By Toby Crockford
Twenty-three pages containing criticisms of police investigations into a fatal Brisbane nightclub firebombing have been made public for the first time.
The pages were removed in 2020 by a Queensland police officer under orders from her superior, Detective Inspector Damien Hansen.
The pages relate to police knowledge and actions in relation to the Whiskey Au Go Go nightclub firebombing in Fortitude Valley on March 8, 1973.
Fifteen people died in the fire. Two men, James Richard Finch and John Andrew Stuart, were convicted over the attack, but they were only charged with one count each of murder.
An inquest before State Coroner Terry Ryan has examined theories that others were involved in the firebombing but never held accountable.
It has also heard the murder of Barbara McCulkin and her two daughters may have been linked to the firebombing, because of what Mrs McCulkin could have told police. Her estranged husband, Billy McCulkin, was accused of being involved in the firebombing but never charged.
Ahead of the inquest, Detective Sergeant Virginia Gray prepared a formal report for the coroner, but was told by Inspector Hansen, her superior officer, to remove a section.
Sergeant Gray said Inspector Hanson told her “that sort of material should not be included in a report from the police … and that we would leave that to the journalists and police haters”.
The inquest obtained the full report with the 23 pages, and the shorter report – which was initially kept secret.
After a legal application by media outlets, a redacted version of the 23 pages was released by the Coroners Court on Monday.
It is highly critical of the original investigation into the firebombing, one of Queensland’s most infamous crimes.
“The manner in which the early investigation evolved, meant that three days after the fire, the door was effectively closed on the possibility that other parties would be identified and prosecuted for this offence,” states the removed section of Sergeant Gray’s report.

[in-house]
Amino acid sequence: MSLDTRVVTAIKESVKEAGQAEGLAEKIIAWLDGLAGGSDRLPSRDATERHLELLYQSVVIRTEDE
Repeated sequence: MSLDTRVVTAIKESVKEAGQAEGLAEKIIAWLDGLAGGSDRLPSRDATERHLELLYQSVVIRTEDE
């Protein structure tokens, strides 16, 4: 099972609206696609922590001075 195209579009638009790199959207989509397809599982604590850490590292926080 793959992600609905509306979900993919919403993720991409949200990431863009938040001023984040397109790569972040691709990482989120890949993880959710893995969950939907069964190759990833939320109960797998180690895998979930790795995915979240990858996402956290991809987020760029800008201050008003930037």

“It has also been alleged that these [other] parties were effectively protected from prosecution for their role in the arson murders and in the subsequent related murder of Barbara McCulkin and her two daughters.
“This protection being in the form of either deliberate decisions to protect these other offenders or as an unintentional result of the investigative approach used to ensure the timely arrest and conviction of Finch and Stuart.
“A review of the 1973 investigative file confirms there was information available to investigators at the time implicating others as suspects in the WAGG [Whiskey Au Go Go] arson murders, as well as significant evidence supporting a noteworthy Sydney criminal presence in Brisbane at the time.
“However, there is little or no reference to the investigation addressing these lines of inquiry other than to obtain statements from these parties who claim no interest in Brisbane clubs or knowledge of or involvement in Stuart’s extortion claims.
“Questions around the effectiveness and credibility of the original investigation remain.”
The inquest has been told Inspector Hansen specified to Sergeant Gray he particularly did not want to refer to Finch’s claims that his confession was fabricated.
“Finch stated those police officers verballed him and he did not ever confess to the crime at any stage,” states the removed section of Sergeant Gray’s report.
Verballing is a slang term used to describe police officers implicating someone in a crime by fabricating an alleged admission of guilt from the suspect, either verbally or in writing.
The inquest continues.